Whatever you might think of Trey Burke's future as a player in the NBA, you've got to give him credit for one thing: he's smart. It's evident in the interviews he gives, in the ways he tries to improve himself and in the progress he's made since last year's summer league.
Perhaps it's not surprising, then, that Trey is similarly smart with his money. Suddenly flush with cash as a first-round draft pick with a three-year guaranteed deal, Trey was careful to set financial boundaries for himself, as this article by the D-News' Jasen Lee depicts:
The younger Burke's rookie salary is about $2.4 million, but his monthly budget for spending money is about $5,000. He admits that having access to so much money is exciting, but it also requires discipline.
"I never really had a lot of money growing up, so I knew I was going to need the right team around me to make sure I was managing my money right, not just splurging and blowing it on things that aren't necessary," Trey said.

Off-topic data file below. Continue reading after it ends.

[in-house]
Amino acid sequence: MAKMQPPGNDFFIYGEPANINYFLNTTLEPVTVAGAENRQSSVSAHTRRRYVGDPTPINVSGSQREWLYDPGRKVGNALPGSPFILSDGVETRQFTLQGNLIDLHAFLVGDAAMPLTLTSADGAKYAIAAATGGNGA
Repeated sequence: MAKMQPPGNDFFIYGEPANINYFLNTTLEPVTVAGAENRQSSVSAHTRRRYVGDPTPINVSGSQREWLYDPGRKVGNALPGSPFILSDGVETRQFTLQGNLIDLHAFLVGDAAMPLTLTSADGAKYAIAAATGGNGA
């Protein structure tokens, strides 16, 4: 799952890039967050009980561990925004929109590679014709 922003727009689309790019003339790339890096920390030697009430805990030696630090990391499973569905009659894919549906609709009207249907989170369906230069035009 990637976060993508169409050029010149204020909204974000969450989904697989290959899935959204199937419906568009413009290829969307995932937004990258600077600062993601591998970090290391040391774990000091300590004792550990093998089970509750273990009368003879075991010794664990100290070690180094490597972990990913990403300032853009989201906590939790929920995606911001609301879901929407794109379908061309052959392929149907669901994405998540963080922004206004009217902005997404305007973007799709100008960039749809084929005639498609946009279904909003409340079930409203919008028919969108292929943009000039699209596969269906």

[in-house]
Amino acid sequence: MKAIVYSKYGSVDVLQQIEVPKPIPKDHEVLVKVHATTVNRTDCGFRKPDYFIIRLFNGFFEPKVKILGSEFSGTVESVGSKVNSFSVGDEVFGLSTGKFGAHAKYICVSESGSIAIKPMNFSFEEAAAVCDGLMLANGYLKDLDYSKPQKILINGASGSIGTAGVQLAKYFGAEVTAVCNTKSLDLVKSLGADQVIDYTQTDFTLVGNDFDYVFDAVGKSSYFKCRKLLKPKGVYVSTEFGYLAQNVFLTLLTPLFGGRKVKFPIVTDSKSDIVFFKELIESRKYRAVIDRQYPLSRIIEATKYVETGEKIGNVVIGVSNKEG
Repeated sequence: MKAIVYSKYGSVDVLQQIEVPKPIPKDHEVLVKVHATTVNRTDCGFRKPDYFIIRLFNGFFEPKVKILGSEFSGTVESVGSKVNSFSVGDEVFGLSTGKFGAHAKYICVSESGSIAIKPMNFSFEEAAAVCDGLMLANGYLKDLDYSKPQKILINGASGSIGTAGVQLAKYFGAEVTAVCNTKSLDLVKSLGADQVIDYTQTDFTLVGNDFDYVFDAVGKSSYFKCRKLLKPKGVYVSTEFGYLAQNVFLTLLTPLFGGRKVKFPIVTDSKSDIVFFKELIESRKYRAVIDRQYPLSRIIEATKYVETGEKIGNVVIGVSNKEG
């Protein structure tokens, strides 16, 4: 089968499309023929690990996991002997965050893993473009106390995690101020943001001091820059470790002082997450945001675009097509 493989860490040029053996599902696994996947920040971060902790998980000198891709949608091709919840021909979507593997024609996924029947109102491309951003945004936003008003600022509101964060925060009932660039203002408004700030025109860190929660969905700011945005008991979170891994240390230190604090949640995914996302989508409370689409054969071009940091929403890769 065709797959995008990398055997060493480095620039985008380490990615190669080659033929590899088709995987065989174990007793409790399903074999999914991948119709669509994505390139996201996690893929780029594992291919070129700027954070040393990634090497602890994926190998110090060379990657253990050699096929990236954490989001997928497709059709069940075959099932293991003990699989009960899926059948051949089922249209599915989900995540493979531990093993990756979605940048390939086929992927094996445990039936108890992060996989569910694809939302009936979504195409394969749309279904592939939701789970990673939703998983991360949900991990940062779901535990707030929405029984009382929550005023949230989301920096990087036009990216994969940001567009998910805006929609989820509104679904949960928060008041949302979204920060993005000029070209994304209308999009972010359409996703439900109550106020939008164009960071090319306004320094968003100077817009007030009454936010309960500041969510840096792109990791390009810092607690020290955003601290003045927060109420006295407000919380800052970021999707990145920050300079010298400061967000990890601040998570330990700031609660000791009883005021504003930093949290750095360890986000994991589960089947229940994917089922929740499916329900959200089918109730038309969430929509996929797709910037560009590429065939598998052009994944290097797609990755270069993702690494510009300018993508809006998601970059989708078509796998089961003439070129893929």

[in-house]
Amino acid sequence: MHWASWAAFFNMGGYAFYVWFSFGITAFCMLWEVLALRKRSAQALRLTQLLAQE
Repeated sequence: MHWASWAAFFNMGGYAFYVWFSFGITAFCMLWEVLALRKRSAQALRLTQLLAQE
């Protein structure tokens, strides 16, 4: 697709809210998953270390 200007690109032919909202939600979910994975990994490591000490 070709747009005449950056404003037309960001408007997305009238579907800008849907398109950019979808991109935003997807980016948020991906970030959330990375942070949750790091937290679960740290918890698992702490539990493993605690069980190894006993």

Since joining the league, Burke has been able to adhere to his budget "for the most part," save for a few times when he bought plane tickets for friends to come visit when he first came to Utah.
His father said that Compass has pushed him to "stick to the budget" and, on the occasions when he has exceeded it, he reduced his spending the next month accordingly.
I was surprised by that monthly spending limit. I mean, it's obviously a LOT more chump change than I see, but by the apparent lifestyle standards of pro athletes, it's downright frugal. And given the similarly penny-pinching habits of other Jazz players (looking at you, Gordon "Olive Garden" Hayward), Trey's in good company.
So, yeah, that probably has nothing to do with Trey Burke's future on the court. But at least he won't have money issues distracting him from basketball. I'll take that.
HERE COMES A NEW CHALLENGER:
Latest on Steve Kerr front: Utah Jazz, I'm told, have also tried to wedge their way into the race for the TNT analyst alongside NYK and GSW— Marc Stein (@ESPNSteinLine) May 7, 2014
But before you get too excited:
Overwhelming sense in NBA coaching circles remains that Knicks, by virtue of Kerr's relationship w/Phil Jackson, remain big favorites here— Marc Stein (@ESPNSteinLine) May 7, 2014